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Abu Dhabi, UAESaturday 23 June 2018

Spain face Germany and Italy in litmus test of World Cup credentials

Julen Lopetegui’s men were convincing in qualifying and are one of the pre-tournament favourties

Julen Lopetegui, fourth from right, oversees a training session ahead of Spain's friendly match against Italy on Friday. Juan Carlos Hidalgo / EPA
Julen Lopetegui, fourth from right, oversees a training session ahead of Spain's friendly match against Italy on Friday. Juan Carlos Hidalgo / EPA

Spain play two enticing friendlies during the international break, against Germany on Friday in Dusseldorf, then Argentina on Tuesday in the first international to be staged at Atletico Madrid’s Wanda Metropolitano.

Playing the reigning world champions, and the team they beat in the 2014 final, should be ideal preparation for a Spain side that are fourth favourites to win the competition behind Germany, Brazil and France.

Spain, who won the World Cup in 2010 and the European championships in 2008 and 2012, were a let down in the 2014 World Cup and the 2016 European championships, the 5-1 hammering by Louis van Gaal’s Netherlands in the 2014 opener shattering their aura of invincibility - they didn’t get out of the group stage.

Defeat to Italy in the last 16 stage in France two years ago meant a second successive disappointment, but Spain recovered to finish clear of the Italians when paired with them for qualifiers ahead of Russia.

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Julen Lopetegui’s men looked convincing in qualifying, winning nine and drawing one of their 10 group games as they topped Group G ahead of Italy, Albania, Israel, Macedonia and Liechtenstein. Spain scored 36 goals and conceded only three. They have a solid spine, with David de Gea probably the best goalkeeper in the world, though Germany’s Ter Stegen or Manuel Neuer might dispute that.

De Gea is the only Manchester United player involved in the squad his weekend, with Juan Mata and Ander Herrera not selected given the overstock of talent in Spain’s midfield. Chelsea’s Cesc Fabregas also misses out.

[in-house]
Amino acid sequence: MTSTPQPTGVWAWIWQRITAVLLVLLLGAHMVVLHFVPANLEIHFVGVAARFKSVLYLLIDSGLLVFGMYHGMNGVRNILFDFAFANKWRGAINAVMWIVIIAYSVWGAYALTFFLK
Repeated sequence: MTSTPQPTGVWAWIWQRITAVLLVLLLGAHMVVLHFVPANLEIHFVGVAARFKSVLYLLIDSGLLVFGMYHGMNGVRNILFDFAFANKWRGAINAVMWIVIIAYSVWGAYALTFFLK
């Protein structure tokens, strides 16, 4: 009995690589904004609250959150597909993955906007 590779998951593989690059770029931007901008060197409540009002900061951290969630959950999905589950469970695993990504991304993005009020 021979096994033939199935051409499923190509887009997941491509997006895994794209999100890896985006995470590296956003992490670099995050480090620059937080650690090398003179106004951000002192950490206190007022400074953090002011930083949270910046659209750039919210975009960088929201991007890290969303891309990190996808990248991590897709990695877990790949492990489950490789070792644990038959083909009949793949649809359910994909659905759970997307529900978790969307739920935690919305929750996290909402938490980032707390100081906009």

In Gerard Pique, Spain have an experienced defender still at the top of his game – though he’s usually jeered by some Spain fans for his perceived thoughts on Catalan independence and his chiding of Real Madrid. He actually gets on well with his central defensive partner, Real Madrid captain Sergio Ramos, another serial winner who rises to the biggest games.

In front, Pique’s Barcelona teammate Sergio Busquets remains the best on the planet in his position as a defensive midfielder. Andres Iniesta, who scored the winning goal in that 2010 final, is still featuring alongside the excellent and much younger Koke, Isco and Marco Asensio. Iniesta is considering his future amid persistent talk that he’s going to China at the end of the season.

Spain’s goalkeeper, defence and midfield is all largely predictable. The two full-backs, Madrid’s Dani Carvajal and Barca’s Jordi Alba, were regulars in qualifying, as was David Silva further forward.

It is how they will play up front which is up for debate.

For the 3-0 win against Italy which confirmed their qualification for Russia, Spain didn’t field a natural forward, with the returning David Villa on the bench alongside Alvaro Morata, who has been struggling for form at Chelsea. Gerard Deulofeu, who can also play as a forward, was also on the bench with Pedro as the imperious Silva played in an advanced role, scoring twice.

As they have for the past decade, Spain, currently ranked sixth in the world, remain full of top quality talents. Their second XI would probably be a top 10 side, with players like Saul Niguez, Nacho Monreal, Pedro or Iago Aspas unlikely to start their biggest games, but this has long been so.

The key is to get them playing as winning unit, something 51-year-old Lopetegui, who is respected among his players, has managed to do in qualifying. He is yet to lose any of his 16 games since taking charge in 2016. Germany, who won all the qualifiers with an even better record than Spain, are unbeaten in 21.

He has also called up Diego Costa for the first time since 2016. The Brazil-born forward, now happy and back at Atletico, will give them another powerful dimension in contrast to the more balletic footballers behind him.

These games against Germany and Argentina are friendlies, but they are still big tests which could give some insight how Lopetegui’s men are likely fare this summer.